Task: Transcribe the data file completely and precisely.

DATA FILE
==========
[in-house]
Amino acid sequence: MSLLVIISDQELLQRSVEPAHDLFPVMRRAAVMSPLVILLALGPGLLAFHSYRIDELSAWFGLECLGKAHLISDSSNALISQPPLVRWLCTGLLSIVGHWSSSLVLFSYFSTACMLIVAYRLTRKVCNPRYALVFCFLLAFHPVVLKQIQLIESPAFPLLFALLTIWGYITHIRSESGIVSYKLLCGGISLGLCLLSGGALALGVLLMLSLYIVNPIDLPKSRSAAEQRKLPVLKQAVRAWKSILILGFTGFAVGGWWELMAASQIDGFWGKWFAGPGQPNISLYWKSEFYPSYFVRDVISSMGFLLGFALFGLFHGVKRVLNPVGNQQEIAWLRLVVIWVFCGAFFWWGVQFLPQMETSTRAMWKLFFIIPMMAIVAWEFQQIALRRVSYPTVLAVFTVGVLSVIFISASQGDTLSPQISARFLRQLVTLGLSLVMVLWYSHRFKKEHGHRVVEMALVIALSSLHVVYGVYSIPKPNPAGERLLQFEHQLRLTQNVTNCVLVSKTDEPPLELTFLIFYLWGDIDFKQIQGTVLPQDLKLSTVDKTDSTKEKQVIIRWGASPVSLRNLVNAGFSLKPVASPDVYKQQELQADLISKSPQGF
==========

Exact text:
[in-house]
Amino acid sequence: MSLLVIISDQELLQRSVEPAHDLFPVMRRAAVMSPLVILLALGPGLLAFHSYRIDELSAWFGLECLGKAHLISDSSNALISQPPLVRWLCTGLLSIVGHWSSSLVLFSYFSTACMLIVAYRLTRKVCNPRYALVFCFLLAFHPVVLKQIQLIESPAFPLLFALLTIWGYITHIRSESGIVSYKLLCGGISLGLCLLSGGALALGVLLMLSLYIVNPIDLPKSRSAAEQRKLPVLKQAVRAWKSILILGFTGFAVGGWWELMAASQIDGFWGKWFAGPGQPNISLYWKSEFYPSYFVRDVISSMGFLLGFALFGLFHGVKRVLNPVGNQQEIAWLRLVVIWVFCGAFFWWGVQFLPQMETSTRAMWKLFFIIPMMAIVAWEFQQIALRRVSYPTVLAVFTVGVLSVIFISASQGDTLSPQISARFLRQLVTLGLSLVMVLWYSHRFKKEHGHRVVEMALVIALSSLHVVYGVYSIPKPNPAGERLLQFEHQLRLTQNVTNCVLVSKTDEPPLELTFLIFYLWGDIDFKQIQGTVLPQDLKLSTVDKTDSTKEKQVIIRWGASPVSLRNLVNAGFSLKPVASPDVYKQQELQADLISKSPQGF